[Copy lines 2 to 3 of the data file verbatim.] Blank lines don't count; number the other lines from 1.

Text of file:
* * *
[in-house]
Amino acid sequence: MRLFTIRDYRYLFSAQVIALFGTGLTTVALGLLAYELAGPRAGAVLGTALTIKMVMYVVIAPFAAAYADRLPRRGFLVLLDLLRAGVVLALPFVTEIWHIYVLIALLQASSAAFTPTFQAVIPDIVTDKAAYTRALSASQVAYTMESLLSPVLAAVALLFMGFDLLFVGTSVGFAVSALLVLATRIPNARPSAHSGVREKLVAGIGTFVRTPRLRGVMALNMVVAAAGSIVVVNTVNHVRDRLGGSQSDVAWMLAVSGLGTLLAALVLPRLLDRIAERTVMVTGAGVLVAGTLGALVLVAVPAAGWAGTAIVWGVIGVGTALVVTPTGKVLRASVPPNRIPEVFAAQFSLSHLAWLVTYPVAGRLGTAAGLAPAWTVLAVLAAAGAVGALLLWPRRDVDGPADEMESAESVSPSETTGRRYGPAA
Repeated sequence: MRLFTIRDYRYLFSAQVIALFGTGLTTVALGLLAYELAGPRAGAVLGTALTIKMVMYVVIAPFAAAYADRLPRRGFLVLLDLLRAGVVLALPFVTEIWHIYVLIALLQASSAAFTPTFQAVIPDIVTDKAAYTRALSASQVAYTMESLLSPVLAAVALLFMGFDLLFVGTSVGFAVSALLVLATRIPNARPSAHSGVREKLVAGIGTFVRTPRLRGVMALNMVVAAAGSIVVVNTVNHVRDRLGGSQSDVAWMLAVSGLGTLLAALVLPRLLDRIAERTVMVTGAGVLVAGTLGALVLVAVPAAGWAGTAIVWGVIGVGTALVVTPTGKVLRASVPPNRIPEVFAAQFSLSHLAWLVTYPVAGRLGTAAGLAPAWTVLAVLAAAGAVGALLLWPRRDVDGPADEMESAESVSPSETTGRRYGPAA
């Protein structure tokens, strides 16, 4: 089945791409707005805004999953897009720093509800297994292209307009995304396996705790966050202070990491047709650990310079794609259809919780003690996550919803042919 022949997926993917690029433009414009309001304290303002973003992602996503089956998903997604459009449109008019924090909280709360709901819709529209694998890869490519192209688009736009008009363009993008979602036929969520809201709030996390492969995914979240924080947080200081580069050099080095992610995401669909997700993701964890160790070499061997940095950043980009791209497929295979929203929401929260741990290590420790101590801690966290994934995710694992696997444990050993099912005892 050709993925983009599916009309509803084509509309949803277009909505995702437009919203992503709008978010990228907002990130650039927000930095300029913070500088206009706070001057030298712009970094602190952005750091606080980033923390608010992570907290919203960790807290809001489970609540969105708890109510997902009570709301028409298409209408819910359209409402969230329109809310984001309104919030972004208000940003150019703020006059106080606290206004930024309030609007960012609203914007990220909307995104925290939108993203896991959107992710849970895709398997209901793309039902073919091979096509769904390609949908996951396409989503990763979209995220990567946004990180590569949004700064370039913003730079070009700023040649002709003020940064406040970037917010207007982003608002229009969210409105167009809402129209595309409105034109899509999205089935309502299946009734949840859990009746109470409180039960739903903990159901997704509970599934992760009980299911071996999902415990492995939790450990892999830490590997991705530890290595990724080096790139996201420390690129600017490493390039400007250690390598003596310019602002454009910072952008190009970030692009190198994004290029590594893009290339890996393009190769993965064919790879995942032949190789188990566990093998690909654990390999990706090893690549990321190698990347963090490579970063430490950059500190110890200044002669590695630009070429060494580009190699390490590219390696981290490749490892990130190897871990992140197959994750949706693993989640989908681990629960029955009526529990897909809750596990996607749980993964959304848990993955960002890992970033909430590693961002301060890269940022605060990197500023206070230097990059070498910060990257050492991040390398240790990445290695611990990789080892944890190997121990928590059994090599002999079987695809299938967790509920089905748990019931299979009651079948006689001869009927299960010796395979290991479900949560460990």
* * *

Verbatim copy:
Amino acid sequence: MRLFTIRDYRYLFSAQVIALFGTGLTTVALGLLAYELAGPRAGAVLGTALTIKMVMYVVIAPFAAAYADRLPRRGFLVLLDLLRAGVVLALPFVTEIWHIYVLIALLQASSAAFTPTFQAVIPDIVTDKAAYTRALSASQVAYTMESLLSPVLAAVALLFMGFDLLFVGTSVGFAVSALLVLATRIPNARPSAHSGVREKLVAGIGTFVRTPRLRGVMALNMVVAAAGSIVVVNTVNHVRDRLGGSQSDVAWMLAVSGLGTLLAALVLPRLLDRIAERTVMVTGAGVLVAGTLGALVLVAVPAAGWAGTAIVWGVIGVGTALVVTPTGKVLRASVPPNRIPEVFAAQFSLSHLAWLVTYPVAGRLGTAAGLAPAWTVLAVLAAAGAVGALLLWPRRDVDGPADEMESAESVSPSETTGRRYGPAA
Repeated sequence: MRLFTIRDYRYLFSAQVIALFGTGLTTVALGLLAYELAGPRAGAVLGTALTIKMVMYVVIAPFAAAYADRLPRRGFLVLLDLLRAGVVLALPFVTEIWHIYVLIALLQASSAAFTPTFQAVIPDIVTDKAAYTRALSASQVAYTMESLLSPVLAAVALLFMGFDLLFVGTSVGFAVSALLVLATRIPNARPSAHSGVREKLVAGIGTFVRTPRLRGVMALNMVVAAAGSIVVVNTVNHVRDRLGGSQSDVAWMLAVSGLGTLLAALVLPRLLDRIAERTVMVTGAGVLVAGTLGALVLVAVPAAGWAGTAIVWGVIGVGTALVVTPTGKVLRASVPPNRIPEVFAAQFSLSHLAWLVTYPVAGRLGTAAGLAPAWTVLAVLAAAGAVGALLLWPRRDVDGPADEMESAESVSPSETTGRRYGPAA